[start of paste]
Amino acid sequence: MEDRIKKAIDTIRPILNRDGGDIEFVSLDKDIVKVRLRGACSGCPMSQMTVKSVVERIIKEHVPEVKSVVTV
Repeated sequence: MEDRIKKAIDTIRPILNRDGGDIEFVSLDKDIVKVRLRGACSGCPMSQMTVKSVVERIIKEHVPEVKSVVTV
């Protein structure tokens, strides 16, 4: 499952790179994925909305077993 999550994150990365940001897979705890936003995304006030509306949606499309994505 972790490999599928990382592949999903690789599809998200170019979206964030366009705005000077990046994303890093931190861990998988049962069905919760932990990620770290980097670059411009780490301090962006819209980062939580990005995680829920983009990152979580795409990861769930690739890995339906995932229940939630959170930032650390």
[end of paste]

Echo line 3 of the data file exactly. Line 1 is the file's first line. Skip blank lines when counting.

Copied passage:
């Protein structure tokens, strides 16, 4: 499952790179994925909305077993 999550994150990365940001897979705890936003995304006030509306949606499309994505 972790490999599928990382592949999903690789599809998200170019979206964030366009705005000077990046994303890093931190861990998988049962069905919760932990990620770290980097670059411009780490301090962006819209980062939580990005995680829920983009990152979580795409990861769930690739890995339906995932229940939630959170930032650390």